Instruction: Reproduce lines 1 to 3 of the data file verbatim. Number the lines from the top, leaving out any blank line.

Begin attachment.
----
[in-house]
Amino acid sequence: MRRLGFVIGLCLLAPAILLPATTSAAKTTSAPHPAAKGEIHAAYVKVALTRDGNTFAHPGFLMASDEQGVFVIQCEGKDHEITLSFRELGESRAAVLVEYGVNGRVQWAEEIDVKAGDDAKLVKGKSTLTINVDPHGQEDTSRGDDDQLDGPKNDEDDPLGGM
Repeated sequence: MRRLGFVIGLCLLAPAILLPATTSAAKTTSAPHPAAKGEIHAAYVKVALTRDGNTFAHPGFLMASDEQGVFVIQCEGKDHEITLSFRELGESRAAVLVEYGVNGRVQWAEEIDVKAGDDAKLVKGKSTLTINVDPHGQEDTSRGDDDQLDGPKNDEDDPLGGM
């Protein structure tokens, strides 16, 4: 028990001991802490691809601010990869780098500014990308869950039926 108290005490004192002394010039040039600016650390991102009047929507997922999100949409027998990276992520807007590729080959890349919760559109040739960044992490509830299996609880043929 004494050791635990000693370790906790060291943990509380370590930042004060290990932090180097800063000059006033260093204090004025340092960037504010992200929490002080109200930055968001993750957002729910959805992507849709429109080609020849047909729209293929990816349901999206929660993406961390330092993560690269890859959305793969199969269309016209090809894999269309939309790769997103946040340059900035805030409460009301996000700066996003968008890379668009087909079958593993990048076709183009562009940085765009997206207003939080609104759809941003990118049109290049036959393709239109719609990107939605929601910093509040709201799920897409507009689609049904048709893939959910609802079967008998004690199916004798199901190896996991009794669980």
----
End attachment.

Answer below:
[in-house]
Amino acid sequence: MRRLGFVIGLCLLAPAILLPATTSAAKTTSAPHPAAKGEIHAAYVKVALTRDGNTFAHPGFLMASDEQGVFVIQCEGKDHEITLSFRELGESRAAVLVEYGVNGRVQWAEEIDVKAGDDAKLVKGKSTLTINVDPHGQEDTSRGDDDQLDGPKNDEDDPLGGM
Repeated sequence: MRRLGFVIGLCLLAPAILLPATTSAAKTTSAPHPAAKGEIHAAYVKVALTRDGNTFAHPGFLMASDEQGVFVIQCEGKDHEITLSFRELGESRAAVLVEYGVNGRVQWAEEIDVKAGDDAKLVKGKSTLTINVDPHGQEDTSRGDDDQLDGPKNDEDDPLGGM